Did the Wicked Witch of the East deserve to die when the housing market dropped?  She was evil and if we are to believe the Munchkins, she ruled Munchkin Land as a cruel despot. So, did she get what she deserved? And did the Wicked Witch of the West get what she deserved by being melted away?

I believe in the demise of the Wicked Witches we are talking about our sense of justice which is “the administering of deserved punishment or reward.”

In our daily and ordinary lives we often confuse deserving or not deserving of something with our sense of “fairness.”  We don’t think it’s fair when someone we believe is good , and therefore deserving of good tidings, is stricken with cancer or suffers some tragedy.  We also don’t think it’s fair when a rich and powerful person gets richer or more powerful…for no reason.

We need to forget about deserving and fairness in the human condition unless we can say justice has been abused.  And when justice is abused we not only have the right, we have the obligation to fight to see that justice triumphs.

I think the worst thing we can do is bring in a “supernatural being” into the equation as if this “being” is the cause of or responsible for usually allowing bad things to happen. When we do this we minimize we make ourselves a pitiful victim of a whimsical god.

Bottom line?  We should be advocates for justice (and mercy). And we should stop thinking we deserve anything just because.  I don’t “deserve” to be treated fairly.  I can’t be responsible for other people’s actions. I can only be responsible for the way I think and the way I act.  I need to live each day being a positive force.  I need to be kind and caring. I need to put others before me. But that does not mean I should not stand strong against injustice.   That’s where I stand firm and say no one “deserves” to be the victim of injustice.




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L. Frank Baum really never told his readers how many days Dorothy spent in Oz. In fact, time as we know it, stood still in Oz.  Unlike the White Rabbit in Lewis Carroll’s “Alice” story who was always running late or J. M. Barrie’s Peter Pan who wanted to stop time so no one would ever grow up, Dorothy was not limited to or hindered by time. (When The Wizard asked her to bring him the broom of the Wicked Witch, he didn’t give her a deadline.)


Locked in time

peter pan.jpg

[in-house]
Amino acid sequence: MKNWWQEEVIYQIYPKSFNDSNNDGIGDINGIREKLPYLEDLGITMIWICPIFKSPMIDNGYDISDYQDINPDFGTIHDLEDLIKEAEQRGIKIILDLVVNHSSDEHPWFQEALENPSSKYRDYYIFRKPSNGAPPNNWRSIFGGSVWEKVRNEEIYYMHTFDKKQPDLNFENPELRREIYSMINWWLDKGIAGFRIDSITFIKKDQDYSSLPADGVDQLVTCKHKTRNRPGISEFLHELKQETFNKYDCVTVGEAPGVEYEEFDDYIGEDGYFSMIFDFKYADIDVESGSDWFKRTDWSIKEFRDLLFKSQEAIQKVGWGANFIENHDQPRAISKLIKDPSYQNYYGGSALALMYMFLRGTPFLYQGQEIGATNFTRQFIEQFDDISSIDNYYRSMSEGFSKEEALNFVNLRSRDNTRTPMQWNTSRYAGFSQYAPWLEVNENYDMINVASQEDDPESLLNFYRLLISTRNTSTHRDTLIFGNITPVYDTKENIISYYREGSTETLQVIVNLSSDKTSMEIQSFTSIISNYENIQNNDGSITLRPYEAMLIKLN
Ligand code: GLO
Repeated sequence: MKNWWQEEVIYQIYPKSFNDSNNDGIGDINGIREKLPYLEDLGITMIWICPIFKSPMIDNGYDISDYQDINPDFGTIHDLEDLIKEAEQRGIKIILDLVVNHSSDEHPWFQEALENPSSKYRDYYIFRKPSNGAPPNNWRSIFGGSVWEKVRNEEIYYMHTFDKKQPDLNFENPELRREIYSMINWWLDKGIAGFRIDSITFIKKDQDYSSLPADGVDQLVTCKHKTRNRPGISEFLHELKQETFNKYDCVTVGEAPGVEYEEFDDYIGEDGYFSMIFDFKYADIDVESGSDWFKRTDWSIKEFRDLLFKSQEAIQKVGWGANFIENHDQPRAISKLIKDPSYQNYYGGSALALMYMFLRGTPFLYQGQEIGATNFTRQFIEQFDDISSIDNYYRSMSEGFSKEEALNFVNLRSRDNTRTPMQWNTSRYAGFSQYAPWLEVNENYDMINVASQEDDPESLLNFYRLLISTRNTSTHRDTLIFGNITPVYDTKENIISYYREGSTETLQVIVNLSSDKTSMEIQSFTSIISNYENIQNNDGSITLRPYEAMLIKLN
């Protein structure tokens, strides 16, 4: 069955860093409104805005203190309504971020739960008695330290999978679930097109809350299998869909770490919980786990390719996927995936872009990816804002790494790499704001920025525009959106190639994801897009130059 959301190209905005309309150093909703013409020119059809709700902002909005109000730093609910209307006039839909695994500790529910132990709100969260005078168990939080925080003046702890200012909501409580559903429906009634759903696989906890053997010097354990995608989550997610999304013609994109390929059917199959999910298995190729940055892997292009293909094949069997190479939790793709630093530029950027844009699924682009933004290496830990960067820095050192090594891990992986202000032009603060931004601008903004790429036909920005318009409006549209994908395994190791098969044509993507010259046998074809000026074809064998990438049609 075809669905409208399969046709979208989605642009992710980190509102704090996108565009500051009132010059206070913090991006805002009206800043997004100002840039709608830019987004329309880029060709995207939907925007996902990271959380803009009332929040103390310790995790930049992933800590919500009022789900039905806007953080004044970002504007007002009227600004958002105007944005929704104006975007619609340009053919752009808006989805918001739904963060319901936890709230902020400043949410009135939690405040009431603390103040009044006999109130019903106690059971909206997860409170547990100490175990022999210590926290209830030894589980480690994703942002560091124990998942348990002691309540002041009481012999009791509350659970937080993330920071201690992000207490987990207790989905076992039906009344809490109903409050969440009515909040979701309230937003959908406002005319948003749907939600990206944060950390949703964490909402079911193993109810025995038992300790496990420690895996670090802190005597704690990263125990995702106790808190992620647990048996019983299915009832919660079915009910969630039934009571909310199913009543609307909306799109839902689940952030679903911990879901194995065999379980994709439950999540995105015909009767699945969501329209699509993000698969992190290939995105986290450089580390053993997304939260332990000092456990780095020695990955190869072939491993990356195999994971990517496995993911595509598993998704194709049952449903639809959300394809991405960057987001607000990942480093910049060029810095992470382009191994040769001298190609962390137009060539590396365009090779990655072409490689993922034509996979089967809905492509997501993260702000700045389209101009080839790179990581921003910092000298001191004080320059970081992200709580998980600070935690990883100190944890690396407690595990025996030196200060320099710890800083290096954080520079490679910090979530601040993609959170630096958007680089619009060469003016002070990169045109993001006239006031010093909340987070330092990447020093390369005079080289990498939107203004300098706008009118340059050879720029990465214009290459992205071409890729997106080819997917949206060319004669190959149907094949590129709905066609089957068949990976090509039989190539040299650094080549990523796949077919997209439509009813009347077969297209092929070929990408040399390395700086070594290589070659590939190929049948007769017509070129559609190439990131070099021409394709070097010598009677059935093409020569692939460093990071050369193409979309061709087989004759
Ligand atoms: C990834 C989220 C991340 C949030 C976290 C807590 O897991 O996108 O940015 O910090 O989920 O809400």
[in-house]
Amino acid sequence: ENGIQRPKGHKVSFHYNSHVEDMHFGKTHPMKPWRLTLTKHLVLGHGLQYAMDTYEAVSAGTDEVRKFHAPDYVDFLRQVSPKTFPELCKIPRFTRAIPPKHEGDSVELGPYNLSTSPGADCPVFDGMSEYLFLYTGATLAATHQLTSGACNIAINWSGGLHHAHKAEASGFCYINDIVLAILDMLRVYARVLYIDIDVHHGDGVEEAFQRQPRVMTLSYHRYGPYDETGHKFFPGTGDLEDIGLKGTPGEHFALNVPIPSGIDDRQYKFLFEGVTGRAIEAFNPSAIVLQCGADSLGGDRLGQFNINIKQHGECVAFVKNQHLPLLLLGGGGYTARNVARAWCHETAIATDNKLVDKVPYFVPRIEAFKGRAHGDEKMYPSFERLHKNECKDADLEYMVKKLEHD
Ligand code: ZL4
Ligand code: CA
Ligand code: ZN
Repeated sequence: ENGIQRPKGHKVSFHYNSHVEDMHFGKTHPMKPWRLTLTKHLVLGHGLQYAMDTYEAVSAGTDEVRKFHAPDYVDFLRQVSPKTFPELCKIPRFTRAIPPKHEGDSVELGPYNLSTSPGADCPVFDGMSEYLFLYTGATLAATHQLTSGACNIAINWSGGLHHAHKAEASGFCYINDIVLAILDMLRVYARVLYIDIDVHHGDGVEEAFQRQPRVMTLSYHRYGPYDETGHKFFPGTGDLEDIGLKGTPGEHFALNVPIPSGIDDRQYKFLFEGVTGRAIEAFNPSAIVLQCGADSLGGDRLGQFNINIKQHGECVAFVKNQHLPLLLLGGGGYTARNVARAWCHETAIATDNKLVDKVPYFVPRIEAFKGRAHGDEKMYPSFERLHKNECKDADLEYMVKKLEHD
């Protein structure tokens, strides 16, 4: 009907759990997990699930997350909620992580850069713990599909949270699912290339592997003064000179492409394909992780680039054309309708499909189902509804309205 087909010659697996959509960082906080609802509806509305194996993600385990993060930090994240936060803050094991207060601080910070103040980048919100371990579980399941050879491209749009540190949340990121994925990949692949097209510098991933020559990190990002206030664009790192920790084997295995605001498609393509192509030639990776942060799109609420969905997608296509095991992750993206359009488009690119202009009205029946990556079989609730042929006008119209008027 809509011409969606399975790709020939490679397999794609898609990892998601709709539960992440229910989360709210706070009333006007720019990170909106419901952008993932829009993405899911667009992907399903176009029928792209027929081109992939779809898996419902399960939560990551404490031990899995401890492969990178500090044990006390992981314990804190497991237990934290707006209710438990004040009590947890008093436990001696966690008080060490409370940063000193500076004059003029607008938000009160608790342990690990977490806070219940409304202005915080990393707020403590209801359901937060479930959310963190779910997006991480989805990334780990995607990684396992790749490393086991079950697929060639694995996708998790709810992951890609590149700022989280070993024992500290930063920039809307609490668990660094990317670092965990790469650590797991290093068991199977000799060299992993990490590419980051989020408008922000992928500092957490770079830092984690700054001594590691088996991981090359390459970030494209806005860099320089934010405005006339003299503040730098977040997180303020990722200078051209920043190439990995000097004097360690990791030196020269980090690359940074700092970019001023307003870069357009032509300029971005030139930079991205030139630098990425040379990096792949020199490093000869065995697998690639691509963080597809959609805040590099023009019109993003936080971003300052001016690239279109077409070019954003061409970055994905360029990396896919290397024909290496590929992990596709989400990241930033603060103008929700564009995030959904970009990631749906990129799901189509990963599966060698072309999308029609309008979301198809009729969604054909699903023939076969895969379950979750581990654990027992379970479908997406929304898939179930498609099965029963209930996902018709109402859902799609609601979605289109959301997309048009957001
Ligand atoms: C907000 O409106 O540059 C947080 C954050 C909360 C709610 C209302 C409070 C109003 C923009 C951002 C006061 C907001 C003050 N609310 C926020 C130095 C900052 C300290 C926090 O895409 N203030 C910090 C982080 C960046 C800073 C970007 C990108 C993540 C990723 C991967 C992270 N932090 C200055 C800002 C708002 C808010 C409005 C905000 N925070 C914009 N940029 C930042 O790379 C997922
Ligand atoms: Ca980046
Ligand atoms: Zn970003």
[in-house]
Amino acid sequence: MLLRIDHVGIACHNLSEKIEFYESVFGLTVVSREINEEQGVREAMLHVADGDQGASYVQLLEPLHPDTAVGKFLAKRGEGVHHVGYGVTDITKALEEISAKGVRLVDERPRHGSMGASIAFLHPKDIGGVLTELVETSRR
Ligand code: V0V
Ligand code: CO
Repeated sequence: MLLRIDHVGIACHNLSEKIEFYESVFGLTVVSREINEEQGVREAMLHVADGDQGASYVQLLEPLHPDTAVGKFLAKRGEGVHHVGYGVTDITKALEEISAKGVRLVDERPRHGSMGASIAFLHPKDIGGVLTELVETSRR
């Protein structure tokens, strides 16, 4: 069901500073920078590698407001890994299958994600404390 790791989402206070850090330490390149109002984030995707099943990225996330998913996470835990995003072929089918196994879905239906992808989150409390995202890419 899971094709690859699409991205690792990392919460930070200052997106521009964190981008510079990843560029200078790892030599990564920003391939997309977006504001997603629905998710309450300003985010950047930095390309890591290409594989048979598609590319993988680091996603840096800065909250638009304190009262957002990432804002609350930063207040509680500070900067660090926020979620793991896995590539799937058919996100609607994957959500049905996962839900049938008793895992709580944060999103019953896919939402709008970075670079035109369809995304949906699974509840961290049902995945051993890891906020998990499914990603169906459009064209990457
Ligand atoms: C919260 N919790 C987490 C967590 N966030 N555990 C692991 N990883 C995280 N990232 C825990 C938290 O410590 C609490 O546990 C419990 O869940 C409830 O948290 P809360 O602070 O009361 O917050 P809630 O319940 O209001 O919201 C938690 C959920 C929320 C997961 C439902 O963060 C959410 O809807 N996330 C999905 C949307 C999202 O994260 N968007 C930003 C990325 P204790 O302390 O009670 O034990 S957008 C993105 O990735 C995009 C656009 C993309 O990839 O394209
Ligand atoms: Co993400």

The last moment in time was on the Big Ben’s clock

I was reminded of time in my Marist class the other day when one of the student’s asked me what was my best time.  It was a good question in a class built around the importance of asking questions. I didn’t have much “time” to think about an answer, but my head was flooded with images of past events. And while I was tempted to say one of my best “times” was my year as a student at Oxford, I found myself saying that the present was my best time. And I meant it even though it wasn’t the kind of answer the average college student is looking for.

College students are all about time.  They crave it and want to be washed in “good times.”  They look at the future and want to hurry it up.  Their impatience is understandable because when you are young you are always looking forward.  When you are “older” it doesn’t mean you don’t “look forward,” because you do.  Many seasoned individuals, on the other hand, tend to look back at “good times.”  And while there’s nothing inherently wrong with that, it can be dangerous though when the past is where you live.

Living in the moment often gets an undeserved bad rap.  That doesn’t mean I encourage selfish and careless living where you abandon any sense of responsibility for your actions. What we do in the moment does come with consequences.

However, the present is really all we have.  And while there is always room in the present to prepare yourself for the future, I think we miss something if all we do is think about the future.

There is no arguing that I have far more yesterdays in my life than I have tomorrows.  But I have the present and it is up to me to squeeze as much juice out of each moment in the present that I can.

I am very fortunate to be in the presence of young, eager minds.  And if there is one message I would hope to give them it would be this: There’s nothing you can do about yesterday. What happened is in the books. Believe in tomorrow, but don’t take up residency there before tomorrow happens. If you do, today will slip through your fingers. Make the most of today by living in it and celebrating it. Carpe diem!

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WARNING: This blog might be offensive to people who are strictly literal by nature or default. I prefer absurdity over anything.

I had a difficult time coming up with an image for this blog because I didn’t want to take the easy way out and post a picture that ridicules the subject of this blog, because if anything destroys an open dialogue it’s mockery.